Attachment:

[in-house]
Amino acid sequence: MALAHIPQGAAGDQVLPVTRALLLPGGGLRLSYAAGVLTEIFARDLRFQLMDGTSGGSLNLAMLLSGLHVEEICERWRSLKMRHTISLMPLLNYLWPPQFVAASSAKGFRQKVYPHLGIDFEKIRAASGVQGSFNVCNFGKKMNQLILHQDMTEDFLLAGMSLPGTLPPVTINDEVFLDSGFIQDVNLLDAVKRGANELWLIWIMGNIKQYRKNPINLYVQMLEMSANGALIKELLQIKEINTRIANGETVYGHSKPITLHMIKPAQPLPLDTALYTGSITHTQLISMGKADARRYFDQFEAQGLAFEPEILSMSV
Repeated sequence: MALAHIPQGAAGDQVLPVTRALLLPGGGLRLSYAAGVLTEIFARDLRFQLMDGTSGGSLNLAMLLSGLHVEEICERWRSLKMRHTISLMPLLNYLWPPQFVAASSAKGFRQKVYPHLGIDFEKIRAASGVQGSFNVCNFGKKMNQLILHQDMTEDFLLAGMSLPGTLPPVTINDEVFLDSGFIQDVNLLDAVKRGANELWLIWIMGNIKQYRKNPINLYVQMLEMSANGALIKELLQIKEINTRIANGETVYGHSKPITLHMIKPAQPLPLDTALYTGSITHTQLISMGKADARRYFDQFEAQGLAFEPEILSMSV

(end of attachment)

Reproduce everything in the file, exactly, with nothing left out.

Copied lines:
[in-house]
Amino acid sequence: MALAHIPQGAAGDQVLPVTRALLLPGGGLRLSYAAGVLTEIFARDLRFQLMDGTSGGSLNLAMLLSGLHVEEICERWRSLKMRHTISLMPLLNYLWPPQFVAASSAKGFRQKVYPHLGIDFEKIRAASGVQGSFNVCNFGKKMNQLILHQDMTEDFLLAGMSLPGTLPPVTINDEVFLDSGFIQDVNLLDAVKRGANELWLIWIMGNIKQYRKNPINLYVQMLEMSANGALIKELLQIKEINTRIANGETVYGHSKPITLHMIKPAQPLPLDTALYTGSITHTQLISMGKADARRYFDQFEAQGLAFEPEILSMSV
Repeated sequence: MALAHIPQGAAGDQVLPVTRALLLPGGGLRLSYAAGVLTEIFARDLRFQLMDGTSGGSLNLAMLLSGLHVEEICERWRSLKMRHTISLMPLLNYLWPPQFVAASSAKGFRQKVYPHLGIDFEKIRAASGVQGSFNVCNFGKKMNQLILHQDMTEDFLLAGMSLPGTLPPVTINDEVFLDSGFIQDVNLLDAVKRGANELWLIWIMGNIKQYRKNPINLYVQMLEMSANGALIKELLQIKEINTRIANGETVYGHSKPITLHMIKPAQPLPLDTALYTGSITHTQLISMGKADARRYFDQFEAQGLAFEPEILSMSV